|Abstract or Summary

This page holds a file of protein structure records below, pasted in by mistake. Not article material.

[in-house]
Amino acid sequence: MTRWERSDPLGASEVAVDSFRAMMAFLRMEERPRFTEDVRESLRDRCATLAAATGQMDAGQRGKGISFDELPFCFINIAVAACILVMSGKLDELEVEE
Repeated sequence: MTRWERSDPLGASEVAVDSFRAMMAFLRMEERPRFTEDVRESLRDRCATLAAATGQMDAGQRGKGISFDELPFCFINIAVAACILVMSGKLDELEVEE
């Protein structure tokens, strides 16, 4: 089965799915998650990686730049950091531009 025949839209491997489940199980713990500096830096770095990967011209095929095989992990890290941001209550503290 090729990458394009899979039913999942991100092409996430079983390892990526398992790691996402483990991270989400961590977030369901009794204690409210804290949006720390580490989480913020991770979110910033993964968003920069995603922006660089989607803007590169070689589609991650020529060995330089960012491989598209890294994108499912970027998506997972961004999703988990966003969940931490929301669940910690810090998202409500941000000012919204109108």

- The behavior of two species of stream salmonids, juvenile coho salmon, Oncorhynchus kisutch (Walbaurn) and cutthroat trout, Salmo clarki clarki Richardson, was studied in terms of the time spent by individual fish in carrying out various activities. Studies were conducted from June 1968, through May 1969, at Berry Creek, a small woodland stream located approximately ten miles north of Corvallis, Oregon. A 1500 foot section of the stream was brought under complete flow control for experimental purposes by a concrete diversion dam and a bypass channel. Water flow into the experimental section was controlled by a large gate valve at the dam. The lower part of the controlled section was divided into experimental sections that were separated by inclined-screen fish traps. The Berry Creek Experimental Stream Laboratory is maintained as a field research station by the Department of Fisheries and Wildlife, Oregon State University. Behavioral observations were made from an observation booth located in an experimental section of Berry Creek. Time-budget analyses derived from observational data were used to evaluate the effects on production of the interaction between individual salmon stocked at different densities in separate stream sections and the interaction among populations comprising both species stocked separately and together at similar densities in different sections of the stream. The growth rates of juvenile coho salmon stocked during June and July 1968, at different biomasses in five of the experimental sections generally declined with increases of salmon biomass. Downstream movement and mean percentages of time spent in agonistic behavior by individual salmon increased with increases in biomass. Higher values of production and mean biomass were generally recorded for an experimental group comprising salmon and trout than for single species groups. Several of the trout on occasion occupied the riffle area of the observation section, whereas, coho salmon remained in the pool throughout the experiment. The use of the riffle area by the trout may have resulted in more efficient utilization of space and food and may explain, in part, the differences in production between the trout-salmon group and the single species group. The growth and location in the stream section of an individual trout or salmon appeared to depend on the fish's position in the integrated social structure. Fish of high social position benefitted in terms of increased amounts of feeding time, decreased activity and decreased agonistic behavior as compared with fish of lower social position. The effect of intraspecific interaction among salmon appeared to be greatest at those stocking densities which resulted in a decline of growth rate from the growth rates that were associated with the highest values of production. This interaction appeared to lead to a compromise between energy expenditures for agonistic behavior and efficient metabolism that resulted in stock densities between two and three grams/meter2 of section area.